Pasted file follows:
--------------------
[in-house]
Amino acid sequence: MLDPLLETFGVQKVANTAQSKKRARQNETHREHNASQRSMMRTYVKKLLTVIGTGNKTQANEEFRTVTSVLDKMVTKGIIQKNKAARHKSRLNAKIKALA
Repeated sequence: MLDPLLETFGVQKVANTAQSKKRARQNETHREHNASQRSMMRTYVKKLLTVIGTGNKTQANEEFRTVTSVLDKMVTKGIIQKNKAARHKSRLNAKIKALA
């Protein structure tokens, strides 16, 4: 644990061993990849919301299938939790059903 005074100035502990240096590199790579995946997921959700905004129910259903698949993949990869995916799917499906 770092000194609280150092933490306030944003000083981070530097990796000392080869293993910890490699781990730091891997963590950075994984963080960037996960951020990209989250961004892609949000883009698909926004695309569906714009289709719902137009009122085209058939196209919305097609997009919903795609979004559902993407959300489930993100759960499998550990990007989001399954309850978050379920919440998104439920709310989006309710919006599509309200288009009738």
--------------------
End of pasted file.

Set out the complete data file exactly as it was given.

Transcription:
[in-house]
Amino acid sequence: MLDPLLETFGVQKVANTAQSKKRARQNETHREHNASQRSMMRTYVKKLLTVIGTGNKTQANEEFRTVTSVLDKMVTKGIIQKNKAARHKSRLNAKIKALA
Repeated sequence: MLDPLLETFGVQKVANTAQSKKRARQNETHREHNASQRSMMRTYVKKLLTVIGTGNKTQANEEFRTVTSVLDKMVTKGIIQKNKAARHKSRLNAKIKALA
């Protein structure tokens, strides 16, 4: 644990061993990849919301299938939790059903 005074100035502990240096590199790579995946997921959700905004129910259903698949993949990869995916799917499906 770092000194609280150092933490306030944003000083981070530097990796000392080869293993910890490699781990730091891997963590950075994984963080960037996960951020990209989250961004892609949000883009698909926004695309569906714009289709719902137009009122085209058939196209919305097609997009919903795609979004559902993407959300489930993100759960499998550990990007989001399954309850978050379920919440998104439920709310989006309710919006599509309200288009009738």